Just when you thought it was safe to go back out on the dance floor, a new dance craze – craze being the apposite word – is coming, and it's set to be the new staple at every wedding for the next decade. A slice of Brazilian pop is following in the dodgy footsteps of "The Birdie Song" in the exotic guise of "Ai Se Eu Te Pego", or "Oh If I Catch You", by Michel Teló.
The UK is late to the party, with the track already racking up global sales of 15 million and hitting the top spot in 35 countries. The original video has been viewed more than 420 million times on YouTube, with the dance being replicated by Cristiano Ronaldo and other goal-scoring footballers. Latin America and most of Europe has fallen under the spell of this so-catchy-you-will-be-humming-it-for-weeks ditty.
Notice of its potential chart dominance was served when the song hit the top of the commercial chart – which reflects orders from nightclubs and discos - last month, meaning that DJs across Britain already see it as a way to pack the dance floor.
In an attempt to guarantee a debut high in the pop charts and seed the song in clubbers' minds before unleashing it on the public, Sony has pushed back the release a month to 14 October. So would-be fans have plenty of time to perfect the full dance routine illustrated here (see right), while our own Matthew Bell nobly demonstrates it and some other dreadful dance routines that have cast a shadow over our lives.
Additional reporting by Megan Archer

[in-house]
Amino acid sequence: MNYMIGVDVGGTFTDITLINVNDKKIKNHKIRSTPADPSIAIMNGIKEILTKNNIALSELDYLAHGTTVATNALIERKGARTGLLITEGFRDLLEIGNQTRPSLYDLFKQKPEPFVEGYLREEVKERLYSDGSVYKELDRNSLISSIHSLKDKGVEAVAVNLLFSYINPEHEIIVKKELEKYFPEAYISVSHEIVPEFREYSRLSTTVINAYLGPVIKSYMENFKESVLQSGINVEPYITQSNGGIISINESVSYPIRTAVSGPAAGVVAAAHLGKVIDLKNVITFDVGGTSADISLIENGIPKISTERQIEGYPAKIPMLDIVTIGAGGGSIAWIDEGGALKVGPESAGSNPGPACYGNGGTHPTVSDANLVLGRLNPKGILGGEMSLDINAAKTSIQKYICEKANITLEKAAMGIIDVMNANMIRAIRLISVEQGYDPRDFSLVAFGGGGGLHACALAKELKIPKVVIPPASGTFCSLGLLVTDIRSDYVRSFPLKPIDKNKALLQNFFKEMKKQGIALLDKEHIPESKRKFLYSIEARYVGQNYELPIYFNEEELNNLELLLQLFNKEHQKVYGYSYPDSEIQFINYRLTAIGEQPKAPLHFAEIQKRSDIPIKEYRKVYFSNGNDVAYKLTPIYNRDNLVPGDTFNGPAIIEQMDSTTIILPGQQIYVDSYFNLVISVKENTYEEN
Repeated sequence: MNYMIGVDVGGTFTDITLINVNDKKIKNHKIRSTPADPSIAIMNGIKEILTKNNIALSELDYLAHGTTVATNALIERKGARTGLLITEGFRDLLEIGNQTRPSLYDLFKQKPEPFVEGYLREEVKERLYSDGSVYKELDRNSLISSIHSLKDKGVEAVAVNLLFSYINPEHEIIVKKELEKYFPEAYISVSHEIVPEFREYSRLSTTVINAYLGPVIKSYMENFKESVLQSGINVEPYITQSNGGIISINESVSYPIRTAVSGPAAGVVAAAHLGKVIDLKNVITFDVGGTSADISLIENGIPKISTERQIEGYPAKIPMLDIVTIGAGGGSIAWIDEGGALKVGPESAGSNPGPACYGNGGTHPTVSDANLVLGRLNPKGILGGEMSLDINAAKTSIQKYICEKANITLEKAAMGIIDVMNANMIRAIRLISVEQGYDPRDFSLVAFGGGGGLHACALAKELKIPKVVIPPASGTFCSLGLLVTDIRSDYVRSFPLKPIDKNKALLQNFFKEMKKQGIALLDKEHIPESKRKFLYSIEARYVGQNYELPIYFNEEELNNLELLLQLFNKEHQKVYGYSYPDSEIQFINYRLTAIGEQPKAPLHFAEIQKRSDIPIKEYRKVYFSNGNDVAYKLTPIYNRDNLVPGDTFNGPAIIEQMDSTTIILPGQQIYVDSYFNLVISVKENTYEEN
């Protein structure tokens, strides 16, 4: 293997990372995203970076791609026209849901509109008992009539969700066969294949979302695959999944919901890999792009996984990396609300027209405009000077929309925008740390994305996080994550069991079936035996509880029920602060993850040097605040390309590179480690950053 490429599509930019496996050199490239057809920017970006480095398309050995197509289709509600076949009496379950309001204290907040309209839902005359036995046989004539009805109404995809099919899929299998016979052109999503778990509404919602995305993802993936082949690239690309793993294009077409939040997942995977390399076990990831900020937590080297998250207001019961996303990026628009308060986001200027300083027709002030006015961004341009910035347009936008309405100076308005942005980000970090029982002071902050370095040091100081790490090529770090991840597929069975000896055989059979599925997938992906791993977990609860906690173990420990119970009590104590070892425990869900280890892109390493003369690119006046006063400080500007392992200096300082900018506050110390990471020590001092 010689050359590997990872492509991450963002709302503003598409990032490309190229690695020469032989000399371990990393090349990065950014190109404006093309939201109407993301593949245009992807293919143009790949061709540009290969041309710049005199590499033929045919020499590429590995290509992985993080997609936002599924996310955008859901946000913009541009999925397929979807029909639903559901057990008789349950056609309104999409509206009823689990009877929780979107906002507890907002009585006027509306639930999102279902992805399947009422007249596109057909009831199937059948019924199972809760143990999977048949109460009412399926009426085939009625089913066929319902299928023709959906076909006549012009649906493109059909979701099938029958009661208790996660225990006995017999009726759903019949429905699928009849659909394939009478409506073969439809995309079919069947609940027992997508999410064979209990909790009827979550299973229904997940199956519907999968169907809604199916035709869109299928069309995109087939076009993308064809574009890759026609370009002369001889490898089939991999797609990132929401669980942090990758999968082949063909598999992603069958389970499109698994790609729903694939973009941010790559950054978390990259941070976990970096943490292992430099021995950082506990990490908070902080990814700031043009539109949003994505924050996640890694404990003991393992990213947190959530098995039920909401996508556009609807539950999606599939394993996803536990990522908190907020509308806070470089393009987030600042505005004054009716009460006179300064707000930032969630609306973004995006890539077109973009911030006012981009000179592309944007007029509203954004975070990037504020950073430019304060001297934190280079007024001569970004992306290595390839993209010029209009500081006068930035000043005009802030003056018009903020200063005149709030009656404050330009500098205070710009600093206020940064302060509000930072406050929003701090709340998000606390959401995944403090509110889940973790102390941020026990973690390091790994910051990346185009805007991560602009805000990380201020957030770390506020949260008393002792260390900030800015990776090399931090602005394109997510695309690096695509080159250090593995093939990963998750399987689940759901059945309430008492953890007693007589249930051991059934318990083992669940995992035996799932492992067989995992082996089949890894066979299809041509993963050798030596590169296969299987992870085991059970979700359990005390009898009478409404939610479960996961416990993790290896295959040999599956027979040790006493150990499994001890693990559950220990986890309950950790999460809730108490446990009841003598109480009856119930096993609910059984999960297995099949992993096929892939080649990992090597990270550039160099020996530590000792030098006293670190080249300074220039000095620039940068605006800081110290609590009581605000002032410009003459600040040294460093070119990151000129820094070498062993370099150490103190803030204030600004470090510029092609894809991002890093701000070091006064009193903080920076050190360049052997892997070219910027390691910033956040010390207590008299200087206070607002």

'Macarena' by Los Del Rio
One of the first songs that most think of when it comes to dance crazes. Selling over 400,000 copies in the UK in 1996, the jumping, hip-twirling, hand-flipping routine was voted the greatest one-hit wonder of all time by music channel VH1 in 2002. Reached number two in the charts
'Oops Upside Your Head' by the Gap Band
Reaching number six in the UK chart in 1980, it has one of the strangest dances on the list, involving sitting on the floor one after the other, swaying forward and back, left and right and doing a lot of clapping. It's a song that DJs love at parties to get people "involved" on the dance floor
'The Birdie Song' by the Tweets
Peaking at number two in the UK, the entirely instrumental track, released by the Tweets, has been irritating people since 1981. The dance of beak-snapping and bum-shaking is one the whole family can do, not that you would want them to, and is now restricted to such gatherings
'YMCA' by the Village People
The quintessential dance hit known by virtually everyone, which is unsurprising considering it sold 12 million copies worldwide. Released in November 1978, the dance is ubiquitous at parties, despite – or because of – its double-entendres
'Saturday Night' by Whigfield
Spending four weeks at the top of the charts in autumn 1994, "Saturday Night", by the Danish Sannie Charlotte Carlson, sold more than one million copies in the UK. The arm twirl with finger pointed upwards, and the hand-over-hand roll associated with the song have become wedding staples